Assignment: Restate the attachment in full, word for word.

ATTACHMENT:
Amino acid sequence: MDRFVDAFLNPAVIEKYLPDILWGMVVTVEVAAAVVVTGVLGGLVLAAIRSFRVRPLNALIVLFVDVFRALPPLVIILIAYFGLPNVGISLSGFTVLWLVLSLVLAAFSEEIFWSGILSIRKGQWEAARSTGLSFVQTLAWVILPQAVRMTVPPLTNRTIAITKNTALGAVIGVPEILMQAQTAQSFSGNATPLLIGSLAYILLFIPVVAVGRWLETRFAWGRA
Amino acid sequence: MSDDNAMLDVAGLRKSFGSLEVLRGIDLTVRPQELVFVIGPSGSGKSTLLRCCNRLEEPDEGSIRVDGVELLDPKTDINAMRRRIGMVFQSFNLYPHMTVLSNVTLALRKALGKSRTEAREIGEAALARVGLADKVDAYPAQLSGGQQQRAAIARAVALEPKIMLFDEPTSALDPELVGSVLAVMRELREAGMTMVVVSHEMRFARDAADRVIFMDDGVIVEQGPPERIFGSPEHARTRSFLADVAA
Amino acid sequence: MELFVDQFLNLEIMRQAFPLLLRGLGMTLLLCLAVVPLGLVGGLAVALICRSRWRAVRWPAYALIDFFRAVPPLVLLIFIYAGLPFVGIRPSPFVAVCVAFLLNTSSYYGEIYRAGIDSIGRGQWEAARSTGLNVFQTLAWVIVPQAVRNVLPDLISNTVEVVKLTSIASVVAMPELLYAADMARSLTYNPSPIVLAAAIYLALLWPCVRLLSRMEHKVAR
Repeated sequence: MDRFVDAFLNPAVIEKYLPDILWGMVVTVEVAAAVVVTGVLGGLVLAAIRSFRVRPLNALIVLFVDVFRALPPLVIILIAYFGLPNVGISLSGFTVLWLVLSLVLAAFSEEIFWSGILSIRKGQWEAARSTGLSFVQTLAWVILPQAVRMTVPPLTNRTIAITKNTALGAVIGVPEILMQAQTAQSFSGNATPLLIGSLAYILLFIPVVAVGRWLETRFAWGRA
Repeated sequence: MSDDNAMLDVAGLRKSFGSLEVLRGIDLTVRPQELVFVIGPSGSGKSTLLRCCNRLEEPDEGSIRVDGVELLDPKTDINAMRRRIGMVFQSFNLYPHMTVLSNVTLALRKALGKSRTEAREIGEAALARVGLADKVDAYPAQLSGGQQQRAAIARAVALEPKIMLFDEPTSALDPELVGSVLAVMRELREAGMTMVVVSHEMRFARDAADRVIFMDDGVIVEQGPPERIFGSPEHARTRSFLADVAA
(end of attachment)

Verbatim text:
Amino acid sequence: MDRFVDAFLNPAVIEKYLPDILWGMVVTVEVAAAVVVTGVLGGLVLAAIRSFRVRPLNALIVLFVDVFRALPPLVIILIAYFGLPNVGISLSGFTVLWLVLSLVLAAFSEEIFWSGILSIRKGQWEAARSTGLSFVQTLAWVILPQAVRMTVPPLTNRTIAITKNTALGAVIGVPEILMQAQTAQSFSGNATPLLIGSLAYILLFIPVVAVGRWLETRFAWGRA
Amino acid sequence: MSDDNAMLDVAGLRKSFGSLEVLRGIDLTVRPQELVFVIGPSGSGKSTLLRCCNRLEEPDEGSIRVDGVELLDPKTDINAMRRRIGMVFQSFNLYPHMTVLSNVTLALRKALGKSRTEAREIGEAALARVGLADKVDAYPAQLSGGQQQRAAIARAVALEPKIMLFDEPTSALDPELVGSVLAVMRELREAGMTMVVVSHEMRFARDAADRVIFMDDGVIVEQGPPERIFGSPEHARTRSFLADVAA
Amino acid sequence: MELFVDQFLNLEIMRQAFPLLLRGLGMTLLLCLAVVPLGLVGGLAVALICRSRWRAVRWPAYALIDFFRAVPPLVLLIFIYAGLPFVGIRPSPFVAVCVAFLLNTSSYYGEIYRAGIDSIGRGQWEAARSTGLNVFQTLAWVIVPQAVRNVLPDLISNTVEVVKLTSIASVVAMPELLYAADMARSLTYNPSPIVLAAAIYLALLWPCVRLLSRMEHKVAR
Repeated sequence: MDRFVDAFLNPAVIEKYLPDILWGMVVTVEVAAAVVVTGVLGGLVLAAIRSFRVRPLNALIVLFVDVFRALPPLVIILIAYFGLPNVGISLSGFTVLWLVLSLVLAAFSEEIFWSGILSIRKGQWEAARSTGLSFVQTLAWVILPQAVRMTVPPLTNRTIAITKNTALGAVIGVPEILMQAQTAQSFSGNATPLLIGSLAYILLFIPVVAVGRWLETRFAWGRA
Repeated sequence: MSDDNAMLDVAGLRKSFGSLEVLRGIDLTVRPQELVFVIGPSGSGKSTLLRCCNRLEEPDEGSIRVDGVELLDPKTDINAMRRRIGMVFQSFNLYPHMTVLSNVTLALRKALGKSRTEAREIGEAALARVGLADKVDAYPAQLSGGQQQRAAIARAVALEPKIMLFDEPTSALDPELVGSVLAVMRELREAGMTMVVVSHEMRFARDAADRVIFMDDGVIVEQGPPERIFGSPEHARTRSFLADVAA